AUGUSTA — Maine’s new Paid Family and Medical Leave Program will drive budget increases for school districts across the state this year, officials say.

While the program is still two years away from its launch and in its early rulemaking phase, school districts are already tallying the cost, now estimated to be between $6.5 million-$13 million in its first six months. This also depends on the contribution split settled on in schools’ contract negotiations.

Because of the timing of school budgets, district officials are planning now to build the added cost into their spending plans for the upcoming budget year.

State law says employers are required to contribute up to 0.5% of their employee payroll to the state’s Paid Family and Medical Leave system starting in January 2025, in the middle of the upcoming budget year for school districts. Schools are preparing to contribute up to the 1% max contribution, though, because they say they have received little guidance from the state and want to plan cautiously. 

In Maine, the state currently pays for 55% of district costs, with taxpayers funding the rest through their property tax. 

But in addition to the 1% of payroll districts plan to set aside to fund their share of the state-mandated program, they say they are also budgeting the added costs of hiring substitutes to fill in for employees on extended leaves.


Early numbers collected by Maine School Management Association put school districts’ total contributions at $13 million for the first six months. For Kennebec County’s school districts, the added cost is estimated to be $1,319,519 and for Somerset County districts, it’s estimated to be $439,880.

School district officials have talked about the steep increase to their upcoming budgets since the start of the current school year and said they have received little to no guidance from the state on how to budget or work out the increase it will have on taxpayers. 

Earlier this month, Howard Tuttle, superintendent of Somerville-based Regional School Unit 12, said the district is preparing to add $120,000 into its next budget for the added costs of the new program, an amount he told the school board is “quite shocking.” 

While the budget for the next fiscal year is being drafted now, the current budget is $26.4 million.

“Our folks have sick days that they save, and if something happens and they have (federal) paid family medical (leave), they pay through it with sick days,” Tuttle explained. “That’s not true for employers everywhere, and in this fund, in Maine, you can apply to and get paid, but the way it’s funded is by tapping 1% of our payroll.” 

Because they will be paid under the new plan, employees can save their sick time and, including their now-extended time off, their allowed time off will be doubled, to about 120 days.


Maine School Management Association, a statewide advocacy organization that helps school districts with policy and legislative issues, is working to provide as much information as possible to superintendents to help them manage the new state law and the impact it will have on districts.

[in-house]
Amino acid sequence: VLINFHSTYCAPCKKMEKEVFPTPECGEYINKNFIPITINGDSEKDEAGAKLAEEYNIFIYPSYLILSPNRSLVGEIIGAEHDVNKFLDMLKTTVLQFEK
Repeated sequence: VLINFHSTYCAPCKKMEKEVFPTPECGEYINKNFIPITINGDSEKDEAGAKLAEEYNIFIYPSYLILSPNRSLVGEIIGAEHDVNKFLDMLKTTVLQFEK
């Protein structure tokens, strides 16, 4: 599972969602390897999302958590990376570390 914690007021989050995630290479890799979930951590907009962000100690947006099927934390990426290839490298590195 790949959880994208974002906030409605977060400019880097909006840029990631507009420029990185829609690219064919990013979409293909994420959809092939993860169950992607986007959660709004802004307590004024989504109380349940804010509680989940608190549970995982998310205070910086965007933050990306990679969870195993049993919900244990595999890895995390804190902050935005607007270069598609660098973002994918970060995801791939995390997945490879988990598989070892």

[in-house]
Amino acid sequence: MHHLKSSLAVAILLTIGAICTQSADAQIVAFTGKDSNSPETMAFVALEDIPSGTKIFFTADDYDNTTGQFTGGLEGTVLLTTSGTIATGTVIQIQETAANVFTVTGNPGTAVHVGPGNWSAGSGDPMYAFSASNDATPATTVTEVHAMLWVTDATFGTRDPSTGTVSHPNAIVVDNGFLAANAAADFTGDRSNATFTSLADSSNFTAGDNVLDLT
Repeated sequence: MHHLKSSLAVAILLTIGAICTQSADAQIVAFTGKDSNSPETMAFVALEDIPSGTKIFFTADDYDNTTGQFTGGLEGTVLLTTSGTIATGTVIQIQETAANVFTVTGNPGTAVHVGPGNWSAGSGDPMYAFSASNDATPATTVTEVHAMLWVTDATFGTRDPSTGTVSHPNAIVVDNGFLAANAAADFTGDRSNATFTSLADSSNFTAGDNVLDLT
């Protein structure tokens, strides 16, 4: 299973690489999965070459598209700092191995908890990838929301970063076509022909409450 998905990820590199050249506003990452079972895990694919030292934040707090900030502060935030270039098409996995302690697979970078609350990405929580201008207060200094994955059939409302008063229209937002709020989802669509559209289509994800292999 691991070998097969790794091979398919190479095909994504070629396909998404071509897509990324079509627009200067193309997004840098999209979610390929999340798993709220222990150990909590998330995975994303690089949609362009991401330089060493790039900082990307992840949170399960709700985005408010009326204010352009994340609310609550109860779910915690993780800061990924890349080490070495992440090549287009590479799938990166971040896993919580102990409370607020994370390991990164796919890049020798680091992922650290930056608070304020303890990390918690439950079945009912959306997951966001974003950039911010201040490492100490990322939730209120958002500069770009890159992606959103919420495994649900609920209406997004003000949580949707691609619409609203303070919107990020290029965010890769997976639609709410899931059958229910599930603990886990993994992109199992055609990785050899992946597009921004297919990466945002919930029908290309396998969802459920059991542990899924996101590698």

An early poll by MSMA sent to every school district across the state showed the law will have an estimated $13 million statewide impact on school districts for just six months, between when the 1% contributions start Jan. 1, 2025 to the end of the school districts’ fiscal year, June 30, 2025.

In Gardiner, School Administrative District 11 officials have projected the cost of the program for their 500-employee payroll at around $180,000. 

Andrea Disch, the district’s business manager, said the cost of hiring substitute teachers must be taken into consideration, too, with the extended amount of time employees can take off. While the absent employee’s job is protected while on extended leave, districts may need to find temporary workers to fill in.  

Substitute teachers have already proved to be difficult to hire, with school districts raising the substitute teacher pay to be more competitive. 

“So, during the time the person is out and paying the 1% tax, the district would have to find a sub,” Disch said.  


The new Maine law gives employees the option of taking up to 90 days (about three months) of paid time off, which is the same amount of time offered through existing federal options that involve unpaid time off. They can take medical leave for people who aren’t in their direct family but have a familial relationship, while being paid between 66% and 90% of their salary, depending on where their wages fall compared to state averages..

Steve Bailey, executive director of the Maine School Management Association, said they are learning more as they go as they wait for the authority appointed to oversee the program to draft rules in the spring.

In the meantime, The Department of Labor is hosting online listening sessions for the public to ask questions about the law as they begin to formalize rules for the program. Upcoming sessions are scheduled for Thursday and Feb. 12. A public hearing will be held Feb. 28, where public comment will be taken.

Editor’s Note: This story has been updated to reflect that employers are required to contribute up to 0.5% of their employee payroll to the new Paid Family and Medical Leave program. It has also been updated to reflect that people on leave can be paid between 66% and 90% of their salary under the new law.

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